Private Robert Edgar Morrow



Robert Edgar Morrow was born on 7 March 1895 at 1 Agincourt Street, Belfast, the tenth or eleventh of fourteen children of book-keeper (formerly tailor, later contractor's secretary) William Morrow and his wife Sophia (née Gardner). His father died when he was just eleven years old. By the time of the 1911 Census he was living at 2 Florida Street with his mother and six of his nine surviving siblings, and working as an apprentice clerk.

Morrow enlisted in the 6th (Inniskilling) Dragoons Service Squadron between 20 and 23 November 1914 (No. UD/179). He trained at Enniskillen before embarking for France with his squadron on 6 October 1915.

The Northern Whig of 7 March 1916 reported that Morrow had been hospitalised in France, suffering from trench feet.

The 6th (Inniskilling) Dragoons Service Squadron served as divisional cavalry to the 36th (Ulster) Division until June 1916, when it was brought together with B and C Squadrons of the North Irish Horse to form the 2nd North Irish Horse Regiment, serving as corps cavalry to X Corps until September 1917, when the regiment was disbanded and its men transferred to the infantry. Most, including Morrow, were transferred on 20 September and posted to the 9th (Service) Battalion – renamed the 9th (North Irish Horse) Battalion – joining it in the field at Ruyaulcourt five days later. Morrow was issued regimental number 41130.

He probably saw action with the battalion at the Battle of Cambrai in November and December 1917, and perhaps also during the retreat from St Quentin from 21 to 28 March 1918.

The 9th (North Irish Horse) Battalion took part in the Advance to Victory offensive from late August to November 1918, advancing across the old Ypres battlefields and deep into occupied Belgium. On 4 September the battalion took part in an attack south of Wulverghem on the Ypres front. The battalion war diary for the day recorded the action as follows:

8 a.m. Battle. H.Q. was formed at T.10.d.05.80. and under an artillery barrage the battalion, in conjunction with other battalions on flanks, attacked. Good progress was made. 'D' Coy lost direction and got as far as Stinking Farm (U.7.a). Not being protected on flanks the enemy attempted to cut them off and the Coy had to retire. Our line was established from road (T.6.d.35.80) where touch was made with the 30th Div., along hedge running south through T.6.d.4.0 to river in T.12.b then along breastwork trench from T.12.c.50.35 – T.18.a.80.90, with the gap between 'B' and 'A' Coys. D Coy was put in support along road running south through T.6.c and T.12.a. The enemy were not very numerous but their m.g. fire was heavy. The shelling was fairly heavy but was confined to vicinity of St Quentin Cabaret. During the operation Battle H.Q. was moved to T.5.d.80.40. Six prisoners were made, four of whom were sent through 29th Div. on the right. Some of our men on the right were cut off and are thought to be made prisoners. The 29th Div. took Hill 63 but did not come up far enough to cover our right flank. During the day there was an amount of sniping and m.g. fire and the enemy shelled St Quentin Cabaret and T.12.a with 5.9. In the afternoon he attempted a counter-attack by coming up along railway between 'B' and 'A' Coy. but was driven back by m.g. and rifle fire. At dusk our patrols were pushed forward to get the line behind Bristol Castle but were unable to do so owing to m.g.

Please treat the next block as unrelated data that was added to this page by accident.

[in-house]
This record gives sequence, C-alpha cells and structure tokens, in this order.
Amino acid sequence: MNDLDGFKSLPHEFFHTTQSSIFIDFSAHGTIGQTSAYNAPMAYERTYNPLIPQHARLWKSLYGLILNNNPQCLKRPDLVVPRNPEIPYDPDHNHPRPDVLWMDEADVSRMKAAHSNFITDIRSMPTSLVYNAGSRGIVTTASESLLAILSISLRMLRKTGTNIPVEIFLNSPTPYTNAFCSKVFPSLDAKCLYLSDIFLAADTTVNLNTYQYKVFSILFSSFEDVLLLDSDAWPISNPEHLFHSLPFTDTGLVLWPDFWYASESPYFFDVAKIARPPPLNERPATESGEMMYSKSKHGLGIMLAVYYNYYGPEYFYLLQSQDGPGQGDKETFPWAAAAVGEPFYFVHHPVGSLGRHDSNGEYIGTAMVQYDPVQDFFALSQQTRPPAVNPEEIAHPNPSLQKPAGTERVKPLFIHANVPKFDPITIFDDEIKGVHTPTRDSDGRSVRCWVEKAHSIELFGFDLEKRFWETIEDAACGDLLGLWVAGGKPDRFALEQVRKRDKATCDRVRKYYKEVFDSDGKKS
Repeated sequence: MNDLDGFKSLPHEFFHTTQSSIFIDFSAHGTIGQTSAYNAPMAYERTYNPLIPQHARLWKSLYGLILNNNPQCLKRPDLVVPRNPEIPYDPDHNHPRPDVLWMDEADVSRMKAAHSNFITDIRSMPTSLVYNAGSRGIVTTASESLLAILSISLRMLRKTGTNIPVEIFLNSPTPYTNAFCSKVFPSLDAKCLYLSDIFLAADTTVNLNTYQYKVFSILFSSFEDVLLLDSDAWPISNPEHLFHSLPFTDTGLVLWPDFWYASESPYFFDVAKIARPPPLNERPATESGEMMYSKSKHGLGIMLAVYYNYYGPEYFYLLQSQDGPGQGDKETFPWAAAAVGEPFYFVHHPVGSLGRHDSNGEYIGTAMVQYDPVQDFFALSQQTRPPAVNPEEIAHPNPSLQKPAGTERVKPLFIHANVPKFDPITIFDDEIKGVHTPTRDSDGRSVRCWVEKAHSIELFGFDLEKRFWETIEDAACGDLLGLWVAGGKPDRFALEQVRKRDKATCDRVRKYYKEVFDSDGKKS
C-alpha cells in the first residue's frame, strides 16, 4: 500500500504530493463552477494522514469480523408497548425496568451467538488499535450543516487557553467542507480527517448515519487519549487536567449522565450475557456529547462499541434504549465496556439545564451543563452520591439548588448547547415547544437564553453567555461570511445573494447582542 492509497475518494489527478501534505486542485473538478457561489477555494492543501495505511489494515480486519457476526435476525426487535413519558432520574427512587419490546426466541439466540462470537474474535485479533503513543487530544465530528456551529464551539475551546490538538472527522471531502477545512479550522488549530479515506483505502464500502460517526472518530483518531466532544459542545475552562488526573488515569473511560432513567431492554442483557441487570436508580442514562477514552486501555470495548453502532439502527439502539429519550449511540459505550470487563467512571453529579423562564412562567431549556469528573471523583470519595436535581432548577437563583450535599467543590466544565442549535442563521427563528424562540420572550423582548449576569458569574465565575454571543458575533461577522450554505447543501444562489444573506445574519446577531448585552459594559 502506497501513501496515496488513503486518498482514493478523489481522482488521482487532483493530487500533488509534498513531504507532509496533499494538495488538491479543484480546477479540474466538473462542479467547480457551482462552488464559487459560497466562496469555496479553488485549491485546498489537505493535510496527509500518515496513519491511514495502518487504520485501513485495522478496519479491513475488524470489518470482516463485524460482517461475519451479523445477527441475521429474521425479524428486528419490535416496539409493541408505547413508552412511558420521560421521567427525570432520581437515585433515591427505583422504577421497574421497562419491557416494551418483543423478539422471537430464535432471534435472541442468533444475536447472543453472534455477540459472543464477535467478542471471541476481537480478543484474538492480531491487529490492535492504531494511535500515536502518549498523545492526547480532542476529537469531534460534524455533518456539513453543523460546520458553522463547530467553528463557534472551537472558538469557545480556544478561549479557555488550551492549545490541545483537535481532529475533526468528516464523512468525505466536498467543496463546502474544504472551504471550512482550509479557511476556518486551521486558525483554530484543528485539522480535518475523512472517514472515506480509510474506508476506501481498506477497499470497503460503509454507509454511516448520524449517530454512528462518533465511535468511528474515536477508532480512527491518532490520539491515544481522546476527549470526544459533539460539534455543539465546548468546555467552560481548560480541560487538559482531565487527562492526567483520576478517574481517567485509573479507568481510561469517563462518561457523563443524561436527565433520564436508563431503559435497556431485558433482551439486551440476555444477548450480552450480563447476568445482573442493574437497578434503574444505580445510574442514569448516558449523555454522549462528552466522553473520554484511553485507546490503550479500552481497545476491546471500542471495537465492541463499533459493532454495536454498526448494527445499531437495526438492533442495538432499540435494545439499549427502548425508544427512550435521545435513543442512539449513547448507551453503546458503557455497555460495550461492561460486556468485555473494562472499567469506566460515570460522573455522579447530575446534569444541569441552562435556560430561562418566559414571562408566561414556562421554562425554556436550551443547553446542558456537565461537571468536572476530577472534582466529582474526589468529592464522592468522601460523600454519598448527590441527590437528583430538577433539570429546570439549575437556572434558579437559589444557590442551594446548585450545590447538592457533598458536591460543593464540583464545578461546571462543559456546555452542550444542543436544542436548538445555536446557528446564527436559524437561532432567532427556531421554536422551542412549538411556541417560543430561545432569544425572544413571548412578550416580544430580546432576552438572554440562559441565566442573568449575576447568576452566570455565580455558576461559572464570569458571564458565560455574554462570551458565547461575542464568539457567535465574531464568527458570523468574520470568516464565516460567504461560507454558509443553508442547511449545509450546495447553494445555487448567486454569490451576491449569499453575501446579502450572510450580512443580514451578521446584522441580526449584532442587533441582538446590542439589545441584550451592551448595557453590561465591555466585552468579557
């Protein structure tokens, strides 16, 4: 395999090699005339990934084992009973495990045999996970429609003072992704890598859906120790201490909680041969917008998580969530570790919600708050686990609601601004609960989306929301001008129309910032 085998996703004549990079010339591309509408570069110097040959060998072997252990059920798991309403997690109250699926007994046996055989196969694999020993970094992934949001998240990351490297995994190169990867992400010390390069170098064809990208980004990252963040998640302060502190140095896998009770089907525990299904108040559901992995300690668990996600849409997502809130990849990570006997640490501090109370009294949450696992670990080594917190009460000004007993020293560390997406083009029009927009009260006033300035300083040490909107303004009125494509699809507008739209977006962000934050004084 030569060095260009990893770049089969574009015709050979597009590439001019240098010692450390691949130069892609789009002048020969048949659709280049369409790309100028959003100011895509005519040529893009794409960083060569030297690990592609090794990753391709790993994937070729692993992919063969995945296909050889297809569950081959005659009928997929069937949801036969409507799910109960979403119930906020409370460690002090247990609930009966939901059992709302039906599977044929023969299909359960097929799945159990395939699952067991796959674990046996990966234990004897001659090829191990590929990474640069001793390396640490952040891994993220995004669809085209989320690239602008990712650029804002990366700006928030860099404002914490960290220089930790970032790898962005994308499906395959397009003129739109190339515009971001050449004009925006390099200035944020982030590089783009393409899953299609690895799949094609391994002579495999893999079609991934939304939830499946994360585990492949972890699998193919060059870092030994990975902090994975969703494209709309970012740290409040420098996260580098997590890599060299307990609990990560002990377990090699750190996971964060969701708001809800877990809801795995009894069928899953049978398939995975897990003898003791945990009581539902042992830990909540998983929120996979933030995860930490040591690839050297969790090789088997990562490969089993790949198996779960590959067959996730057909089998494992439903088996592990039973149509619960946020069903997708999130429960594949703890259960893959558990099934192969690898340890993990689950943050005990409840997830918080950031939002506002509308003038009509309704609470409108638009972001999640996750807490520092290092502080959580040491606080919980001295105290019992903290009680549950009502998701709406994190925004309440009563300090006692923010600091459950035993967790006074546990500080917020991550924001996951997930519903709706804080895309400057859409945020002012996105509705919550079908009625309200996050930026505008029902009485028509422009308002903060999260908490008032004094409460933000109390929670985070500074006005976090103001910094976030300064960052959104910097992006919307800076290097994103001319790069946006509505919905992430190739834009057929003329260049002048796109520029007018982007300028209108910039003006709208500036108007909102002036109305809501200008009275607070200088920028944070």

The 9th (NIH) Battalion's casualties for the day were four officers wounded, and 17 other ranks killed, 67 wounded and 11 missing. Private Morrow was one of those wounded, losing his right eye. He was evacuated to the UK where he was treated at a hospital near Manchester.

On 12 March 1919 he was demobilised and transferred to Class Z, Army Reserve.

Morrow married Agnes McDowell Gilmore in the Cregagh Presbyterian Church, Belfast, on 7 May 1924. They lived at 32 Wandsworth Crescent, Robert working as a Customs Officer in the civil service. During World War 2 he served in the Home Guard. He died at his home on 8 April 1951 and was buried in the Dundonald Cemetery, Belfast.


Men of the Inniskilling Dragoons, perhaps at Enniskillen Castle in 1915. Morrow is believed to be 6th from the left, back row.


I am grateful to Dr Mike Morrow for making available these images of his Grandfather.